Americans who may never have heard of the filibuster–or who were previously only dimly aware of that parliamentary mechanism–are passionately debating its continued existence. One reason so many of us favor its elimination is that the filibuster in its current iteration bears little or no resemblance to the original rule.
Whatever the original purpose of the filibuster, for many years its use was infrequent. For one thing, it required a Senator to actually make a lengthy speech on the Senate floor–unlike today. In its current form, it operates to require government by super-majority–it has become a weapon employed by extremists to hold the country hostage.
A bit of history is instructive.
The original idea of a filibuster was that so long as a senator kept talking, the bill in question couldn’t move forward. Once those opposed to the measure felt they had made their case, or at least exhausted their argument, they would leave the Senate floor and allow a vote. In 1917, when filibustering Senators threatened President Wilson’s ability to respond to a perceived military threat, the Senate adopted a mechanism called cloture, allowing a super-majority vote to end a filibuster.
In 1975, the Senate again changed the rules, making it much, much easier to filibuster.
The new rules allowed other business to be conducted during the time a filibuster is (theoretically) taking place. Senators no longer are required to take to the Senate floor and publicly argue their case. This “virtual” use has increased dramatically as partisan polarization has worsened, and it has effectively abolished the principle of majority rule. It now takes the sixty votes needed for cloture to pass any legislation. This anti-democratic result isn’t just in direct conflict with the intent of the Founders, it has brought normal government operation to a standstill.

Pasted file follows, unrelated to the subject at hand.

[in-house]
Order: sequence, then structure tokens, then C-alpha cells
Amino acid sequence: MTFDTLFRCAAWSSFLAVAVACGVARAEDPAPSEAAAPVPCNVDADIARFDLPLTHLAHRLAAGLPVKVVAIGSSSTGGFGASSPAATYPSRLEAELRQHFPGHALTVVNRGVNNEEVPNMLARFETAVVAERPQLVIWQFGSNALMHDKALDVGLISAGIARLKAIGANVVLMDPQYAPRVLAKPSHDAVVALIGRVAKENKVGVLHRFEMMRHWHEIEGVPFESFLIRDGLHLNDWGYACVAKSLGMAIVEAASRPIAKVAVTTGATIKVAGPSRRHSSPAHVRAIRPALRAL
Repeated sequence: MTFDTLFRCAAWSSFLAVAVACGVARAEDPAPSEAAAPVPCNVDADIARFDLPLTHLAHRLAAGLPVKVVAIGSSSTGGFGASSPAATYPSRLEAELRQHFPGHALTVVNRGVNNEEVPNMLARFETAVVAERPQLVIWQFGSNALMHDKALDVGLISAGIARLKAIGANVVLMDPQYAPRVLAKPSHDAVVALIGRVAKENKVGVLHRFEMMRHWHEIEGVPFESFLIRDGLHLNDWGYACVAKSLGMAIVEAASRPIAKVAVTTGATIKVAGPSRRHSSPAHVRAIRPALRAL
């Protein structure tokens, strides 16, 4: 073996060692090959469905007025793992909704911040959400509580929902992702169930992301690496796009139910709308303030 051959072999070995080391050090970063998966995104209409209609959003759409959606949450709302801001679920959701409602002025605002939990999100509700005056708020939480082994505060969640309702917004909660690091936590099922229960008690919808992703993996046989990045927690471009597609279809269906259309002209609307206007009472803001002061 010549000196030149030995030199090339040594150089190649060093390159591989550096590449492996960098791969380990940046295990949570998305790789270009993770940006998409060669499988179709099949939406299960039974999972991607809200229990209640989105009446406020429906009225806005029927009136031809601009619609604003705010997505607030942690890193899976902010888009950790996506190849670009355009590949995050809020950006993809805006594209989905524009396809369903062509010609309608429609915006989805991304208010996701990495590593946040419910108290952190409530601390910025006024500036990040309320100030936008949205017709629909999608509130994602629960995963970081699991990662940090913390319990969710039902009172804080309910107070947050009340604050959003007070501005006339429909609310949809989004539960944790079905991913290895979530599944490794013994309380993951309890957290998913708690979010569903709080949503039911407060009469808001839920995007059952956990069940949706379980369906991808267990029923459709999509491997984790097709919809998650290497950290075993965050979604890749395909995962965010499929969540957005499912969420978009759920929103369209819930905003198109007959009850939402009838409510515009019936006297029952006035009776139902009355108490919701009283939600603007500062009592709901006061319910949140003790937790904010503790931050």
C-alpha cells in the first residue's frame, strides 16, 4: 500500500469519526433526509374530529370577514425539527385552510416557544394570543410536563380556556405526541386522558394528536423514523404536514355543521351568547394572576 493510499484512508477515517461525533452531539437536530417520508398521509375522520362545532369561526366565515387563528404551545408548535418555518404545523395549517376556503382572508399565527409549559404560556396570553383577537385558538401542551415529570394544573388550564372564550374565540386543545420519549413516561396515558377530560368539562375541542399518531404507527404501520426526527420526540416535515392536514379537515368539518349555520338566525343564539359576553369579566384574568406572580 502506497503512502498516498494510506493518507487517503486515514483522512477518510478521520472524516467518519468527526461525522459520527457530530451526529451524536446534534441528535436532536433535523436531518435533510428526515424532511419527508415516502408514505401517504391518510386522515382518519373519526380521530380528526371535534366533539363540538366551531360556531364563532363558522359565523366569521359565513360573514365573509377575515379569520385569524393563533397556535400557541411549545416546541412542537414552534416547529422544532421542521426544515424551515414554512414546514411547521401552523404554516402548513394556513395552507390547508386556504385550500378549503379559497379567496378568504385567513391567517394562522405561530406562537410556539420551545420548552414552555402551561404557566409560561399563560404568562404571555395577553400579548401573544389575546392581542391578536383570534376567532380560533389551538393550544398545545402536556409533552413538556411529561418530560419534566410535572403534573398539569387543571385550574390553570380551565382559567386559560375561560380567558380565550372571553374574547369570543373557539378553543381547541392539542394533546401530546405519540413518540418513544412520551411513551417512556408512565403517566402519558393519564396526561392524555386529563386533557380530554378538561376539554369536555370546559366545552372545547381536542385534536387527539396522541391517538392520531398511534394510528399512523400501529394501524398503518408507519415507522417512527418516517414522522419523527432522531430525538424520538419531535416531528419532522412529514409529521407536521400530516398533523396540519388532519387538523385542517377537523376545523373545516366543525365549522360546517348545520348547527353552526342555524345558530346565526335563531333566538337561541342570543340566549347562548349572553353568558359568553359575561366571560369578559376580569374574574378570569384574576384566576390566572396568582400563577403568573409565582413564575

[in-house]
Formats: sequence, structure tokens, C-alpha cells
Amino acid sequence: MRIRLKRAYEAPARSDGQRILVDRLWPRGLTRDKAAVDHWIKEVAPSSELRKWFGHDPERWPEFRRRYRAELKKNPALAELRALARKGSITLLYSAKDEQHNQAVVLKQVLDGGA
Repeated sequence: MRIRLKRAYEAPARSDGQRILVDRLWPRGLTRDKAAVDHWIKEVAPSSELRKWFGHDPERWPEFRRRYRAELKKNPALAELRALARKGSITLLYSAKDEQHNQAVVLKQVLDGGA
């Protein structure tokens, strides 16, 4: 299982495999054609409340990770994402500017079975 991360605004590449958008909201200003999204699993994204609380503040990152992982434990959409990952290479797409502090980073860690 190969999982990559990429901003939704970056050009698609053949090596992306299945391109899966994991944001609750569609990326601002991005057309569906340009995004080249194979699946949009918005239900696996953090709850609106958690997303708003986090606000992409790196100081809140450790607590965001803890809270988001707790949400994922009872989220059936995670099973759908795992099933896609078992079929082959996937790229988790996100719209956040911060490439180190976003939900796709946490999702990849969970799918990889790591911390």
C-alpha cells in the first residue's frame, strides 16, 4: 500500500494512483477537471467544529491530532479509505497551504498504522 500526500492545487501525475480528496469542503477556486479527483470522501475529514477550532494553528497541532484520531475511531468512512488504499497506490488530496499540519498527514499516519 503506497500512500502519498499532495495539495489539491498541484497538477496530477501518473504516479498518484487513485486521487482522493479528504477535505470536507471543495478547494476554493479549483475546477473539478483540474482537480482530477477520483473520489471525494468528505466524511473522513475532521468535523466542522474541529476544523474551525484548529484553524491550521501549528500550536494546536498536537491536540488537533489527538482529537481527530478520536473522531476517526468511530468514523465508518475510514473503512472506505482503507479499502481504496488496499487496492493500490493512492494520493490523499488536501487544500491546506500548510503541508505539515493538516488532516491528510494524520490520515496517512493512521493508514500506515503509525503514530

Meanwhile, the lack of any requirement to publicly debate the matter keeps Americans from hearing and evaluating the rationale for opposition to a measure–or even understanding why nothing is getting done.
There is really no principled argument for maintaining the filibuster in its current iteration. But there may be alternatives to simply jettisoning it, as Ezra Klein points out in a recent column about Joe Manchin.
Klein is clear-eyed about Manchin’s purported reasons for maintaining the filibuster– devotion to a long-gone “bipartisanship.”
At his worst, Manchin prizes the aesthetic of bipartisanship over its actual pursuit. In those moments, he becomes a defender of the status quo and, paradoxically, an enabler of Republican partisanship. But over the past 24 hours, a plausible path has emerged through which Manchin could build a more cooperative and deliberative Senate. It’s narrow, but it’s there.
Part of the strategy relies on changing the rules. Manchin has said, over and over again, that he will not eliminate or weaken the filibuster. I wish he’d reconsider, but he won’t. The possibility remains, however, that he will strengthen the filibuster.
Klein points out how dramatically the filibuster has morphed from its original form, and considers–in lieu of simply getting rid of it–how it might be returned to something approximating its historical form.
It’s possible to imagine a set of reforms that would restore something more like the filibuster of yore and rebuild the deliberative capacities of the Senate. This would begin with a variation on the congressional scholar Norm Ornstein’s idea to shift the burden of the filibuster: Instead of demanding 60 votes to end debate, require 40 (or 41) to continue it.
That would return the filibuster to something more like we imagine it to be: Impassioned minorities could hold the floor with theatrical speeches, shining public attention on their arguments, but the majority could end debate if the minority relented. To sustain this kind of filibuster would be grueling, which is as it should be. The filibuster is an extraordinary measure, and it should require extraordinary commitment to deploy.
The majority, for its part, would have to carefully weigh the consequences of proceeding with partisan legislation: They would gamble weeks or months of Senate time if they chose to face down a filibuster, with no guarantee of passage on the other end. A reform like this would demand more from both the majority and the minority and ignite the kinds of lengthy, public debates that the Senate was once known for.
In leaked audio published by The Intercept on Wednesday, Manchin appeared to favor exactly this kind of change. “I think, basically, it should be 41 people have to force the issue versus the 60 that we need in the affirmative,” he said.
I think that most of us who are exasperated by the constant, dishonest and sneaky use of the filibuster in its current form would be willing to give this modification a try.